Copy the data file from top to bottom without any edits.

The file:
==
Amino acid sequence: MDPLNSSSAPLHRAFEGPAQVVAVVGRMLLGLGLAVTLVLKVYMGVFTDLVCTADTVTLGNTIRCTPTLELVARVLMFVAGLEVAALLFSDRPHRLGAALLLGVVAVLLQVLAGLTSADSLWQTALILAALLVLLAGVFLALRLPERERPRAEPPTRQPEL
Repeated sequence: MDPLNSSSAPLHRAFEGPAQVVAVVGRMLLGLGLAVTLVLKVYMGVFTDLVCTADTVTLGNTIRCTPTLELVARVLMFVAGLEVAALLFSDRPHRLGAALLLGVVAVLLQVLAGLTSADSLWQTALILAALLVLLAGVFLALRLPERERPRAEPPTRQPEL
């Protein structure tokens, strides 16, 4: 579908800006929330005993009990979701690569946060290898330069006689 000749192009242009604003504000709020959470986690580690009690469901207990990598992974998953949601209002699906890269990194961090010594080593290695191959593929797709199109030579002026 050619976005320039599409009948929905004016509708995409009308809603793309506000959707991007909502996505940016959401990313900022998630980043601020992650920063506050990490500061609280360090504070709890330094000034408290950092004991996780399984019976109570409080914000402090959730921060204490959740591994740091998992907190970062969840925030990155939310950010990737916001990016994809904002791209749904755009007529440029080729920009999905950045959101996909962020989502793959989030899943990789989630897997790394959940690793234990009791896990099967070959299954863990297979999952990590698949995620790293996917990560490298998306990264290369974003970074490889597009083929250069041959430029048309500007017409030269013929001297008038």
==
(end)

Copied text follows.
Amino acid sequence: MDPLNSSSAPLHRAFEGPAQVVAVVGRMLLGLGLAVTLVLKVYMGVFTDLVCTADTVTLGNTIRCTPTLELVARVLMFVAGLEVAALLFSDRPHRLGAALLLGVVAVLLQVLAGLTSADSLWQTALILAALLVLLAGVFLALRLPERERPRAEPPTRQPEL
Repeated sequence: MDPLNSSSAPLHRAFEGPAQVVAVVGRMLLGLGLAVTLVLKVYMGVFTDLVCTADTVTLGNTIRCTPTLELVARVLMFVAGLEVAALLFSDRPHRLGAALLLGVVAVLLQVLAGLTSADSLWQTALILAALLVLLAGVFLALRLPERERPRAEPPTRQPEL
């Protein structure tokens, strides 16, 4: 579908800006929330005993009990979701690569946060290898330069006689 000749192009242009604003504000709020959470986690580690009690469901207990990598992974998953949601209002699906890269990194961090010594080593290695191959593929797709199109030579002026 050619976005320039599409009948929905004016509708995409009308809603793309506000959707991007909502996505940016959401990313900022998630980043601020992650920063506050990490500061609280360090504070709890330094000034408290950092004991996780399984019976109570409080914000402090959730921060204490959740591994740091998992907190970062969840925030990155939310950010990737916001990016994809904002791209749904755009007529440029080729920009999905950045959101996909962020989502793959989030899943990789989630897997790394959940690793234990009791896990099967070959299954863990297979999952990590698949995620790293996917990560490298998306990264290369974003970074490889597009083929250069041959430029048309500007017409030269013929001297008038």